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Tag:the orphanage

There aren't many things that get me as excited as the word "próximamente" at the end of trailer, but the words "horror", "Belén Rueda", and "Guillermo Del Toro" just about do it.

Julia's Eyes is about a woman who has a sister who died in mysterious circumstances as well as a degenerative sight condition. So of course, as soon as she starts investigating the paranormal darkness surrounding her house, someone turns out the lights. Bet she didn't see that one coming. Ho ho ho.

Guillem Morales' second feature film looks very promising judging by the actors involved. There's Belén Rueda as Julia, who's more than capable of bringing the emotions, and also the excellent Lluís Homar, who was decent in both Broken Embraces and Fermat's Room.

Then there's the obvious fact that Julia's Eyes follows (sort of) in the footsteps of the brilliant 2004 horror The Orphanage. Not because the poster says so, but because it was also produced by Del Toro and helmed by a relative newcomer. Plus both films share the talented Rueda as the female lead.

The other major thing the two have in common? They both have rather scary trailers.

Julia's Eyes (Los Ojos de Julia) is released on Friday 20th May. Read on for the full trailer, or head this way to see more Julia's Eyes videos in the coming weeks.

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Remember that promo video that we posted a while back for spooky Spanish horror movie Julia's Eyes? Well, a proper trailer has turned up now, and it's just as spooky. But with less spoilers.

Starring The Orphanage's Belen Rueda, it sees Julia investigating the death of her sister - something ruled to be a suicide, despite Julia's supernatural suspicions. Suffering from the same degenerative eye disease as her sister, she gropes around in the growing darkness, becoming increasingly aware of a dark figure lurking in the shadows.

Directed by Guillema Morales, Julia's Eyes is at the Toronto International Film Festival this week, so expect some first reactions to crop up online. They'll mostly be positive in all likelihood - Guillermo Del Toro's producing it, after all.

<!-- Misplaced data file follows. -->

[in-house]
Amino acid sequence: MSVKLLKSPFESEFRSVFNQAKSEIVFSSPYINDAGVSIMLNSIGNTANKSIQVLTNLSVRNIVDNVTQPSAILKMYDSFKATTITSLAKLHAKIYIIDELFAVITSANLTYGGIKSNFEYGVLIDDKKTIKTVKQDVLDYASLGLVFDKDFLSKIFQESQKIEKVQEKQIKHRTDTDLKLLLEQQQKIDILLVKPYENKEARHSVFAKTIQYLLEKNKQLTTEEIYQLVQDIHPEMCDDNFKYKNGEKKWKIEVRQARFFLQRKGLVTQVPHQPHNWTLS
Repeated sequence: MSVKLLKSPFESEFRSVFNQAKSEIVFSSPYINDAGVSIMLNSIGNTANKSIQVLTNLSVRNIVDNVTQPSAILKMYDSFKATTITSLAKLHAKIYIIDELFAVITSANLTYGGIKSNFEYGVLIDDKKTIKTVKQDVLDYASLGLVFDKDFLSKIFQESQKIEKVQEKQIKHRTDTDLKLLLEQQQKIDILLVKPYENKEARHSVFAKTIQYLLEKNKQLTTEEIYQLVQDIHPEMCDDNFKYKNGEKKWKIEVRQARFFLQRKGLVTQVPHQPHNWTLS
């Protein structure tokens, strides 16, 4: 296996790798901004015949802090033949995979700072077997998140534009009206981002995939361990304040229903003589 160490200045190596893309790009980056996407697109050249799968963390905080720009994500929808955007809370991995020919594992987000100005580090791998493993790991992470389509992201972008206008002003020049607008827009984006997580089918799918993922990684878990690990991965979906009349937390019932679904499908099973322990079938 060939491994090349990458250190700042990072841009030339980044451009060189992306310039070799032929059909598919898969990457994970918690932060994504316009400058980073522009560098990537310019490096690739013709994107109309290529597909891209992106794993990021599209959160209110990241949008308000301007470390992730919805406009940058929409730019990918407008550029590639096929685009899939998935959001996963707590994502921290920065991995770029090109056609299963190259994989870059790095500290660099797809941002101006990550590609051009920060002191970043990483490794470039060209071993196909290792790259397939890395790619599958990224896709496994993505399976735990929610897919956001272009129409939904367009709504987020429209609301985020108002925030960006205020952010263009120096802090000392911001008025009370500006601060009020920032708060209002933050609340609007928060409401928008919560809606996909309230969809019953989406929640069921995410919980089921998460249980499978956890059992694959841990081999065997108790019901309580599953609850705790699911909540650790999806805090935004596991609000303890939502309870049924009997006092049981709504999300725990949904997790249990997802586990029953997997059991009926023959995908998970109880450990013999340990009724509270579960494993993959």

Julia's Eyes opens in Spain in October. There's no word on the UK release yet. Head over here to see the trailer, or read on for the full video.

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For those easily scared, the very words "Guillermo Del Toro Presents" make your skin crawl. Mostly with excitement. The new video for the latest in Del Toro's presentational line, Julia's Eyes, will make them very happy. And scared.

Directed by Guillem Morales, Julia's Eyes stars Belen Rueda, who was also leading lady in Juan Antonio Bayona's The Orphanage. Judging from the promo trailer, either Del Toro knows that woman can work those chills, or he's just really good at picking directors who share his twisted brainwaves.

Rueda plays Julia and her twin sister, Sara. When Sara dies, Julia decides it's mysterious enough to warrant an investigation. But Sara was blind, and as Julia's eyes degenerate from the same condition, she begins to see more in the murky darkness that surrounded Sara before her suspicious death.

Not your usual audience-focussed teaser, this promotional video takes you a good three-quarters through the movie's jolts, so be warned of some serious spoilerage. On the other hand, it also makes Julia's Eyes look like another excellent horror movie from Del Toro's production team. Not that we're surprised by that. It does say Del Toro on the tin.

Julia's Eyes premieres at the Toronto International Film Festival next month, so we may well get it at the LFF. You can catch the promo over at Collider, or read on for the full video.


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Ok, so that headline doesn't make much sense. But director Mark Pellington has indeed signed on to call the shots on New Line's remake of The Orphanage. And the very idea of doing that - announced last year - still takes the 1 2 3. Sure, Guillermo Del Toro is overseeing the translation of the superb (and sad) Spanish shocker, but do we really need to remake it at all?

Del Toro is also co-writing with Larry Fessenden, who will be looking to take Juan Antonio Bayona's tale of a mother missing her lost son in a haunted orphanage and make it scary for all us English-speaking folk. Most of whom would have read the subtitles on the first one anyway - except for Variety, who seem to have misunderstood the plot somewhat. Hopefully Fessenden hasn't, and will include the slow counting hide and seek game, along with the subtle emotional current that flowed through the whole thing.

Still, the really scary part? After helming The Mothman Prophecies and Arlington Road, Mark Pellington went on to direct U2 3D. If that has any relevance to this remake, I'll knock the 1, 2, 3 out of all of them.

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